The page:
Lebanon’s Prime Minister-designate Mustapha Adib resigned, on Saturday, following a political impasse over the formation of the country’s next Cabinet.
The deadlock occurred due to the lack of agreement on who would fill the key Minister of Finance role, a crucial position for drawing up a programme to lift Lebanon out of its deep economic crisis.
“I excuse myself from continuing the task of forming the government,” Mustapha Adib said during a televised speech, after a meeting with Lebanese President, Michel Aoun, who had accepted his resignation.
Adib, the country’s former ambassador to Berlin, was chosen to form a cabinet on 31 August, as part of a diplomatic initiative by French President Emmanuel Macron to broker a political resolution in Lebanon. The previous government had stepped down, among growing public anger at their handling of the country’s affairs, in the wake of the Beirut port blast in early August.
The blast, which took place in the Lebanese capital’s port on 4 August, left over 190 people dead, thousands injured and vast swathes of the city damaged.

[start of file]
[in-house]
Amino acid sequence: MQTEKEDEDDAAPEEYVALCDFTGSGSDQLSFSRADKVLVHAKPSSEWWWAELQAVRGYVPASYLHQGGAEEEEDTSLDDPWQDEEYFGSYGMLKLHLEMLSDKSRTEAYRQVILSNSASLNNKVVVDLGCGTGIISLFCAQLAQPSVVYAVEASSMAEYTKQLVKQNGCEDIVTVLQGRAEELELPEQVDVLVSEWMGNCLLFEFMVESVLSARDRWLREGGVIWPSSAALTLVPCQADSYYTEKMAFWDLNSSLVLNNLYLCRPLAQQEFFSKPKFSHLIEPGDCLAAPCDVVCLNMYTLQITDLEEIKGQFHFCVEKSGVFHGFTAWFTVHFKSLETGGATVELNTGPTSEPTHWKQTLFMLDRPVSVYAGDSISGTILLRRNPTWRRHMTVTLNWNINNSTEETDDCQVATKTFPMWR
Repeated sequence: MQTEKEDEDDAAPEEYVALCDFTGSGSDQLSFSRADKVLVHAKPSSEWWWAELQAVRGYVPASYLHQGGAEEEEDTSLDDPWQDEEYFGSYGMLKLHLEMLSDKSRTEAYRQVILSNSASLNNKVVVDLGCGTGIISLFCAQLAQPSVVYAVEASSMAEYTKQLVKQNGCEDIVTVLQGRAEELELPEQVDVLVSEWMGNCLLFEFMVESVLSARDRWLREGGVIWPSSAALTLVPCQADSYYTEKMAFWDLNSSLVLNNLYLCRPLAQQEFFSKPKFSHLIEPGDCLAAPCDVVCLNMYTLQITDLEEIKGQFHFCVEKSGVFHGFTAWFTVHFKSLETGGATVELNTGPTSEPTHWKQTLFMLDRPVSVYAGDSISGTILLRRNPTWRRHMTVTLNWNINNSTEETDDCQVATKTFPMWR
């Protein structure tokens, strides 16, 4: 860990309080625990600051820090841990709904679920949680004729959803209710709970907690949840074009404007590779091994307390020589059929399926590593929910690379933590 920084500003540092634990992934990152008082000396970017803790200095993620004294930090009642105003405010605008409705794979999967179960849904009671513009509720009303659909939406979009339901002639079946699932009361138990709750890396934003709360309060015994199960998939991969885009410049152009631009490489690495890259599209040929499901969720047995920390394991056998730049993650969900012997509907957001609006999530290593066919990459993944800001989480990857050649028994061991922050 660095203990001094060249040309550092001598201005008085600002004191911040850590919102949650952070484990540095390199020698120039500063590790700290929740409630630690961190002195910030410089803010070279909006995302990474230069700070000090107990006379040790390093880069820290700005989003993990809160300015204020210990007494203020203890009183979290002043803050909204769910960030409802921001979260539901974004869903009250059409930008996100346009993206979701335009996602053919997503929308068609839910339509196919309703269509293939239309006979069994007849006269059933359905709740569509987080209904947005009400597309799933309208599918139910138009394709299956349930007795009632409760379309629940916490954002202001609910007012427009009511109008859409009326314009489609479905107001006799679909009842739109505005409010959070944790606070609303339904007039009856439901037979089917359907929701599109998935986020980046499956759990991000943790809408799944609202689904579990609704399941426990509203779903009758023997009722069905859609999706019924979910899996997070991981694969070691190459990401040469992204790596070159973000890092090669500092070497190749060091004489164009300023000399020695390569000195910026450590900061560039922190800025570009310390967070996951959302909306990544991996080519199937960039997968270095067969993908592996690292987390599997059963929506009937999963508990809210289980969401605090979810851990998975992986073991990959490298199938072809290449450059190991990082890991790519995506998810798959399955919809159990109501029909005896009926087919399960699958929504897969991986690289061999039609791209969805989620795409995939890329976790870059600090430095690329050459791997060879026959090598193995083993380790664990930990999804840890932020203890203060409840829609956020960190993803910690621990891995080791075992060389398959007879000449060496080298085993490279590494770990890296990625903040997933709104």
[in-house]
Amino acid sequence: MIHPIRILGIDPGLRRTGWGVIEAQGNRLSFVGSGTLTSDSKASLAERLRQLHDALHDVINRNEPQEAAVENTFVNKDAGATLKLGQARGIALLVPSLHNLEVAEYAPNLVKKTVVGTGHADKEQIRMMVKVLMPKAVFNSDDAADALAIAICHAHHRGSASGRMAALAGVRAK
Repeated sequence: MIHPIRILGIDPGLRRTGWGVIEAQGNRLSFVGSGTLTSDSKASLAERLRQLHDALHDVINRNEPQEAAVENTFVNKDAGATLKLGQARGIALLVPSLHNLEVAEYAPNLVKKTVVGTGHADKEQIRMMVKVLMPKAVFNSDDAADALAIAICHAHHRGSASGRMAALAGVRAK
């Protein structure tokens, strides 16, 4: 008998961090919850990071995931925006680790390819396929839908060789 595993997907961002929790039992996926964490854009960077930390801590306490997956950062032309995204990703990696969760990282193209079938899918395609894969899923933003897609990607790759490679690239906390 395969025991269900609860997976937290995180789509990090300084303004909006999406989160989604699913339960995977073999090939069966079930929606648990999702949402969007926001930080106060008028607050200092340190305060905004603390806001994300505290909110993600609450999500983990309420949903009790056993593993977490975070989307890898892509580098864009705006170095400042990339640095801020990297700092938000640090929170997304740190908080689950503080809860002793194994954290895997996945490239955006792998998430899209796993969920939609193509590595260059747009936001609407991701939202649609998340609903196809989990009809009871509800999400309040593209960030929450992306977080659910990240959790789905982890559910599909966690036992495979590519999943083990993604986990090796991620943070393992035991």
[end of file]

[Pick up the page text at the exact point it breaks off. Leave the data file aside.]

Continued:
Adib had tried to form a government of specialists in a nation where power is shared between Muslims and Christians. His resignation follows the failure to form a Cabinet made up of independent specialists that would work on enacting reform in the country.
The country’s main Shi’ite groups, Hezbollah and Amal, insisted on retaining hold of the key ministry alongside other ministers from the sect in the new cabinet. The parties also objected to the manner in which Adib was forming the government.
In a televised speech following his resignation, Adib said that he was leaving the rol out of concern for national unity, adding that “it became clear that consensus is no longer in place”.
Following the announcement, former Prime Minister Saad Al-Hariri said, “We say to those who applaud the collapse of Macron’s initiative today, that you will bite your fingers in regret.”
He added, “Once again, politicians in Lebanon are presenting to our friends around the world a blatant example of failure in managing public affairs and approaching the national interests.”
Parliamentary Speaker and leader of the Amal Movement, Nabih Berry, has said that his group will adhere to the French initiative, which proposes forming a government of specialists, away from political parties.